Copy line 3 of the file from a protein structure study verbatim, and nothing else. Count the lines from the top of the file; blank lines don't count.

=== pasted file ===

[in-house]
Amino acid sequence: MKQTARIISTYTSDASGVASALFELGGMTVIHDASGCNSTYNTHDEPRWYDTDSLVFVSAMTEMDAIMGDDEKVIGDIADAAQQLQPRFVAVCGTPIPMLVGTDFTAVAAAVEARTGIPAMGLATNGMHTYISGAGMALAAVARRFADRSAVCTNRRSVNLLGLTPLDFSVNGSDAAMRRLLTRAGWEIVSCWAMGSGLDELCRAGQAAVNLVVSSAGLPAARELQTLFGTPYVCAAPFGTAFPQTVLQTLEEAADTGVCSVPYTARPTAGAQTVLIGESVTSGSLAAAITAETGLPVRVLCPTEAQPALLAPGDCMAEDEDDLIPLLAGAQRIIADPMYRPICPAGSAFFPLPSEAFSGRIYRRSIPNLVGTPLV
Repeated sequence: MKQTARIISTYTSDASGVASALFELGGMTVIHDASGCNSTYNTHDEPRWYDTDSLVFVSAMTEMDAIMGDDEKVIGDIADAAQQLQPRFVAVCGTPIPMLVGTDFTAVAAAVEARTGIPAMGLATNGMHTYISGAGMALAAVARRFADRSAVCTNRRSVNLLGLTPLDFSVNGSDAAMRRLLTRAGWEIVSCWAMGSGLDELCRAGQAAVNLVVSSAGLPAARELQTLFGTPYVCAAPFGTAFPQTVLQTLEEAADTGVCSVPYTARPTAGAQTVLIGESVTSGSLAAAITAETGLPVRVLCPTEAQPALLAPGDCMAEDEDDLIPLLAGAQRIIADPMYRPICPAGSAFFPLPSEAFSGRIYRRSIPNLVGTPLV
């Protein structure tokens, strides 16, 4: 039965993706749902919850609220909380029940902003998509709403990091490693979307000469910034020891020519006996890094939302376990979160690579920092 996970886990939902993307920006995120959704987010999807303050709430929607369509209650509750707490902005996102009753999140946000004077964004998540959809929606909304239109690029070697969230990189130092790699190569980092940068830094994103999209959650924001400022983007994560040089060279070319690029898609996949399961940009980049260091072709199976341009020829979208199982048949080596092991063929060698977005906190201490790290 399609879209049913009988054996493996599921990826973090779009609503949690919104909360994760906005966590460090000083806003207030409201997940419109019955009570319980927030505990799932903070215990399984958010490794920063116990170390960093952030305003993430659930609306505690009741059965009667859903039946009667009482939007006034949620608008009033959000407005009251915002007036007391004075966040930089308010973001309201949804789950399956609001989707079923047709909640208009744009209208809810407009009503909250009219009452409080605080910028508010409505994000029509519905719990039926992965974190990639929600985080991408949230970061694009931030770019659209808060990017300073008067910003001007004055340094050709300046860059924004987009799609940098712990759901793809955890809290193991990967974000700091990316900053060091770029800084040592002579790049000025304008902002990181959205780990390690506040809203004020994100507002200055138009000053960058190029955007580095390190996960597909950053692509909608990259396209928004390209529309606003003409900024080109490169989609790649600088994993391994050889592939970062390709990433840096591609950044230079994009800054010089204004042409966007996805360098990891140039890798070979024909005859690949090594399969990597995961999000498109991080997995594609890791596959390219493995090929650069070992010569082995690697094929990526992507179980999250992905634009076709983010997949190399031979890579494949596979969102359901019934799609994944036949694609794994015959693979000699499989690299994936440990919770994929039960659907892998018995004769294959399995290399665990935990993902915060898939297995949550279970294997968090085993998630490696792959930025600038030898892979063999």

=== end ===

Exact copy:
Repeated sequence: MKQTARIISTYTSDASGVASALFELGGMTVIHDASGCNSTYNTHDEPRWYDTDSLVFVSAMTEMDAIMGDDEKVIGDIADAAQQLQPRFVAVCGTPIPMLVGTDFTAVAAAVEARTGIPAMGLATNGMHTYISGAGMALAAVARRFADRSAVCTNRRSVNLLGLTPLDFSVNGSDAAMRRLLTRAGWEIVSCWAMGSGLDELCRAGQAAVNLVVSSAGLPAARELQTLFGTPYVCAAPFGTAFPQTVLQTLEEAADTGVCSVPYTARPTAGAQTVLIGESVTSGSLAAAITAETGLPVRVLCPTEAQPALLAPGDCMAEDEDDLIPLLAGAQRIIADPMYRPICPAGSAFFPLPSEAFSGRIYRRSIPNLVGTPLV